Chapter Five: January

10 Jan

Confessions of an Urban Principal/ Shakespearian Tragedy or Comedy: Life in Meade School.

by Frank Murphy

Installment (3 of 9)

At three-fifteen, I headed off to the district headquarters. I had been invited to be a member of the Chief Academic Officer’s advisory committee. The first meeting of this group was scheduled for four o’clock this afternoon. I didn’t want to be late.

I counted fifteen principals, Greg Thornton the CAO and two members of his staff in attendance. The meeting started with everyone introducing themselves. The first half hour of this hour meeting was consumed by these introductions. At four-thirty Mr. Thornton opened the floor for questions and comments.

When I received an opportunity to speak, I made several points related to the K-8 conversion initiative. His assistants appeared to dutifully note my points in there notebooks: inadequate facilities for middle school age students, the difficulty in hiring teachers for grades seven and eight, and the tremendous increase in the workload of the principals who managed the conversion schools.

Several other principals offered comments that expanded on my three points. Others expressed their concerns about how well the core curriculum was addressing the needs of Special Education and English as Second Language students. Every principal in the room expressed a concern about the overwhelming amount of testing which was being imposed on students. Every sixth week the teachers who taught in grades 3 to 8 were required to give a benchmark test in both reading and math to their students. Three times a year, the K-3 teachers had to administer the Dibels test. All teachers K-8 conducted Directed Reading Assessments (DRA) three times a year. In the spring, two weeks of testing for the PSSA state test was scheduled. Immediately following the PSSA tests, two more weeks of Terra Nova testing followed.

Thornton acknowledged each principal’s concern with a thank you. His staff representative took notes throughout the entire meeting. He ended the question and comment segment of the agenda after fifteen minutes. He rose from his seat and went to the front of the conference room. He stood in front of a wipe off board.

“What I really want to get done at this meeting is to get your views on a new idea we have been considering for next year.”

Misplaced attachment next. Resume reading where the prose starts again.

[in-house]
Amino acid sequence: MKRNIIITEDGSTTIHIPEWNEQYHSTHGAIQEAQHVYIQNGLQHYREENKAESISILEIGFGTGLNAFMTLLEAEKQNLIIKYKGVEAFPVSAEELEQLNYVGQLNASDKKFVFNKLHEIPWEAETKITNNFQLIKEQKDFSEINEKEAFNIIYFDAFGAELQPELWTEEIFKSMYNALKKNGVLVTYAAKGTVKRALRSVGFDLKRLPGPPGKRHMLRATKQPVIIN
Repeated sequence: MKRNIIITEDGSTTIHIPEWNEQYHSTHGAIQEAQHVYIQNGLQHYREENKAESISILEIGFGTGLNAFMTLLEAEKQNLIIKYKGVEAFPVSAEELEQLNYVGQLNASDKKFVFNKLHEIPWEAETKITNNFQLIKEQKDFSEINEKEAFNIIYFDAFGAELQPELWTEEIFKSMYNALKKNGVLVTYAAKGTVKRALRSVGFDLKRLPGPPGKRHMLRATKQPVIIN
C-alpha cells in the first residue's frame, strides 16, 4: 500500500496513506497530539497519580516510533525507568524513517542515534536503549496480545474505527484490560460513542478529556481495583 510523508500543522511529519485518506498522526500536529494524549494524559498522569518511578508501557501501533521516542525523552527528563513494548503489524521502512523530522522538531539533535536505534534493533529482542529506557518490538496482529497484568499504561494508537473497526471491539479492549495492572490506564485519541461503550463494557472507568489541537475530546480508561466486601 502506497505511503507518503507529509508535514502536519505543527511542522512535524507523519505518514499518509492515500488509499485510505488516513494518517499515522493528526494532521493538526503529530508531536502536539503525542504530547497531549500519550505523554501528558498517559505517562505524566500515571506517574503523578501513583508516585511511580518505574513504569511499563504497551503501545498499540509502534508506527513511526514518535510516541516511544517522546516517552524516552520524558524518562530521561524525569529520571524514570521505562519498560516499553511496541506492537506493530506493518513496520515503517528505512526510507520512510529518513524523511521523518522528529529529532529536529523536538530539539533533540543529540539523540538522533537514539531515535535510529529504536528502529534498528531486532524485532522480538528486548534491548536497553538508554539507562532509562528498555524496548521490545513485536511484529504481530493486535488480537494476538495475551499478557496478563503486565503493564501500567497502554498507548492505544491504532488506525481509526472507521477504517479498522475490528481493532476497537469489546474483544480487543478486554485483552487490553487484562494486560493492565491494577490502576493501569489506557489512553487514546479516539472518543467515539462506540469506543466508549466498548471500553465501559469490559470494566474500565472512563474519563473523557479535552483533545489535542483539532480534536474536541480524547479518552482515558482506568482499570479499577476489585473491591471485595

Thornton then described Mr. Vallas’ intention to develop special schools that would serve only the most gifted children in the district. The plan was to open three new schools that would enroll only students who had scored between the ninety-sixth and ninety-ninth percentile on the Terra Nova test.

“I am hoping that we will have these three centrally administered schools operational by September. So far we have identified only enough students district-wide to create one of these gifted schools. I am disappointed that we have not identified more students who have scored at this percentile level.

We also want to open a gifted schools in each of the regions for students who score between the ninety-third and ninety-sixth percentile on the Terra Nova.”

He paused. The room was silent.

“Of course, we know that there will be people who won’t think this is a good idea. They will say we are creaming off the brightest students from the neighborhood schools. I’m not concerned with this worry. I’m just disappointed that we didn’t identify more gifted students for these schools in our initial data search.”

The School Reform Commission says that they expect that high academic standards will be set for every child in the district. NCLB requirements hold every school responsible for posting test sores that meet Adequate Yearly Progress standards. These are tough challenges to accomplish for neighborhood schools that are populated with children who demonstrate a wide range of abilities and talents. Skimming off the most talented children from these schools will only increase the likelihood of their failure.

Several principals immediately voiced their concerns regarding how this plan would have a detrimental effect on neighborhood schools. Thornton’s tone wasn’t friendly as he responded to their critique. He brushed their concerns aside.

I had to question the sincerity of our districts No Child Left Behind reform plan as I considered this gifted school concept.


Two professors from Temple’s theatre department brought a troupe of their students to Meade today. One of the professors was the author of a play that the student actors were going to perform. The objective of this play was to introduce our of seventh and eighth grade students to the works of Shakespeare. We set up chairs in the gym. The theatre people wanted to work in a space in which the audience could interact with them. The two lead actors were modeled after Jerry Springer the talk show host. Their part in the play was to interview various characters from Shakespeare’s plays.